We're less than three weeks away from this year's All-Star Game in Kansas City's Kauffman Stadium, and with that, I've been thinking a bit about the 2011 game at Chase Field in Arizona. The National League won last year 5-1, their second straight win after losing seven games in a row and 12 of 13 (thanks for the tie in 2002, Bud!). With an All-Star selection come a lot of expectations, and some of last season's All-Stars have absolutely not lived up to those lofty standards in 2012, and likely won't be making the trip to Arizona next month. Now, I realize that injuries happen, and for that reason, I'm not going to call out players who have missed significant amounts of time this year because they've been hurt. But here's a team of 2011 All-Stars that have had disappointing years this season.
Catcher: Brian McCann, Braves. I'm a huge Braves supporting, and I'll be the first one to admit that McCann's 2011 season has been awful, and has hardly helped the Braves. A year after a typical McCann season (4.2 fWAR, .817 OPS, career high 24 homers), McCann has slumped mightily this season. Most of his struggles have come from a .230 BABIP, but at any rate, McCann's season has been a downer this year. He's accrued just 1.1 fWAR, homered only nine times (good for third on the Braves), and has a .721 OPS, the lowest mark of his career. Now, the season is still young, and McCann has over three months to get his numbers up to a level more associated with his reputation. But right now, this is not what the Braves expected from their franchise catcher.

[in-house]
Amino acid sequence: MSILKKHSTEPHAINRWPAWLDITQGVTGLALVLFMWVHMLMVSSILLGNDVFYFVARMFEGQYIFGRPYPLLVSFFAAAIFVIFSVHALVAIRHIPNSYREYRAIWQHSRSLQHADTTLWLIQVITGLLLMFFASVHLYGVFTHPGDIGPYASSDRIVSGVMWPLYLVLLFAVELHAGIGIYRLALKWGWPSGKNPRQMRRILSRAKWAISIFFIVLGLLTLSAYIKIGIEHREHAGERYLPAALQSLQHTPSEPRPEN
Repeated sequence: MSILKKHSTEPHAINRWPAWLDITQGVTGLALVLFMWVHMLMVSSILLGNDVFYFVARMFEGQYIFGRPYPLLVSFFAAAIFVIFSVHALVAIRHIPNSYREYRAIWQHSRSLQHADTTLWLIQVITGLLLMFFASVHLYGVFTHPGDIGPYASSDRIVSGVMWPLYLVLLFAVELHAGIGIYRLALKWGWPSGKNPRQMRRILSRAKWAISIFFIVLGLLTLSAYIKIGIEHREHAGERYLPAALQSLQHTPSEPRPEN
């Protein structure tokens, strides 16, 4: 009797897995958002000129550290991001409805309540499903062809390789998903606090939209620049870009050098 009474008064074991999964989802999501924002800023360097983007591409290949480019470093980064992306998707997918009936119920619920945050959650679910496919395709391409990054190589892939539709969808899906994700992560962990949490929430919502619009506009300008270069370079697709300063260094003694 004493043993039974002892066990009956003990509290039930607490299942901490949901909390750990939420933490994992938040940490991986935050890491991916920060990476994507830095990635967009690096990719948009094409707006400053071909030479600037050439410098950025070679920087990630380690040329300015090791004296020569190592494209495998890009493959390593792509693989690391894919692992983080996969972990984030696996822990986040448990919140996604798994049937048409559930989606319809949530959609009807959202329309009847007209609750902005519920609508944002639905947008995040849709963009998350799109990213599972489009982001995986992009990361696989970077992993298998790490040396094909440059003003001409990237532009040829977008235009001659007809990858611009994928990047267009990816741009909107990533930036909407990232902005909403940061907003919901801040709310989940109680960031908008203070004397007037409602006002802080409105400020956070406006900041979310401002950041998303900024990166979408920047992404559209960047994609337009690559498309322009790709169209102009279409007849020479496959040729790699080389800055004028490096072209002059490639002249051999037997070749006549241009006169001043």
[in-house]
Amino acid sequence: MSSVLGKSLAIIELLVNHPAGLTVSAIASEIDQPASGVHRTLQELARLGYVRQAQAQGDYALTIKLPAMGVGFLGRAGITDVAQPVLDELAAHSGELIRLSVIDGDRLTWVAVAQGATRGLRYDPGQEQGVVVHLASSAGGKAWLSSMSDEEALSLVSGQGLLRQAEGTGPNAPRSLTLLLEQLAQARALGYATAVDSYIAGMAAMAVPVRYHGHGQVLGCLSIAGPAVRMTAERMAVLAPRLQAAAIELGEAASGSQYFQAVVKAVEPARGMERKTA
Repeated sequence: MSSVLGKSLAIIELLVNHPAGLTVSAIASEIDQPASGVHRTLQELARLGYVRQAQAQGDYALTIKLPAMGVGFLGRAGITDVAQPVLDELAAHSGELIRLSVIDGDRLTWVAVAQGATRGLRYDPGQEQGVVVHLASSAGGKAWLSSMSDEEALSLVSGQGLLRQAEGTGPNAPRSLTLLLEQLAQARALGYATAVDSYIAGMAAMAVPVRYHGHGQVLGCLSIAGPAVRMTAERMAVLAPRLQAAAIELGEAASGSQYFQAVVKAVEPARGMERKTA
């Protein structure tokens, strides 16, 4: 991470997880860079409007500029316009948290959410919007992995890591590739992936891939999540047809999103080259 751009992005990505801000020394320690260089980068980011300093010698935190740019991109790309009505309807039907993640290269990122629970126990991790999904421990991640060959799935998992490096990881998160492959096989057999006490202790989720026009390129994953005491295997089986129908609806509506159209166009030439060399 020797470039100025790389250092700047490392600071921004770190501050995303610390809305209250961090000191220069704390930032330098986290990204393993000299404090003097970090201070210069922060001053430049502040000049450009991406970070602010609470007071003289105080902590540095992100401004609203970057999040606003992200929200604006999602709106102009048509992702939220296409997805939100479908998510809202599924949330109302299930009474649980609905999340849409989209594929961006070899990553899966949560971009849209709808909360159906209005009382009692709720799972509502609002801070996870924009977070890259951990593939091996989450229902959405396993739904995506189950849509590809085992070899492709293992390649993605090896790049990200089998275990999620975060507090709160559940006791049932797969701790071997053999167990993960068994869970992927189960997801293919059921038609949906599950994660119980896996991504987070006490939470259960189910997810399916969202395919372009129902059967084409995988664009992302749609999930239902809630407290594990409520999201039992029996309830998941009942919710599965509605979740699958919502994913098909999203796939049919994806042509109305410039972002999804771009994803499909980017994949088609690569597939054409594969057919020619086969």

First base: Gaby Sanchez, Marlins. As much as I want to give this dishonor to Adrian Gonzalez, Sanchez has just been horrendous for the Marlins. After back to back 19 homer seasons, Sanchez has just one this season, while posting a disgustingly bad .508 OPS. He even lost his starting job at first to Logan Morrison for a spell, leading to a trip to AAA New Orleans for Sanchez. The thing about Sanchez is that he's not a young player going through a rough spell…the man is 28 years old, and will be 29 at the beginning of September. Not only has he been a disappointment for the Marlins this year, he's looking like a nontender candidate after the season if he keeps struggling.
Second base: Rickie Weeks, Brewers. Weeks has had a very erratic career for the Brewers, and has played in more than 130 games in a season just once. When healthy, he's been fantastic…except for this year. Weeks has played in 65 of Milwaukee's 69 games, and has just a .609 OPS. His strikeout rate is 28.7%, which is more than 5% higher than his career average. He's homered only five times after back to back 20 homer seasons, and has just nine doubles after having at least 20 in four of the last five years. Losing Prince Fielder in Milwaukee's lineup has likely hurt Weeks, but it shouldn't affect him this much.
Shortstop: Jhonny Peralta, Tigers. This is really a tossup, but Peralta wins by default because of his complete absence of power this season. He hit 21 homers last year, and so far this season, he has a measly four. His defense has also gone in the opposite direction, from a 9.9 UZR last season to a below average -2.1 this year. On the bright side for Peralta, he's walking at near a career high rate, and he's still hitting his doubles. They're just not going over the fence.
Third base: Kevin Youkilis, Red Sox. I said I wouldn't pick on injured players, but Youkilis is a special case. He's missed 27 games this year, and when he's been on the field, he's been awful.The 33 year-old Youkilis has only homered four times, is walking at an 8.7% clip (the first time in his career he's been below 10%), and is striking out 24.2% of the time (only the second time in his career he's been above 20%). Not only has his performance on the field sucked, but he's been mentioned nonstop in trade talks due to the performance of prospect Will Middlebrooks while Youkilis has been hurt. It's just a perfect storm of negativity this season for Youkilis, and he likely won't be a member of the Sox in five weeks.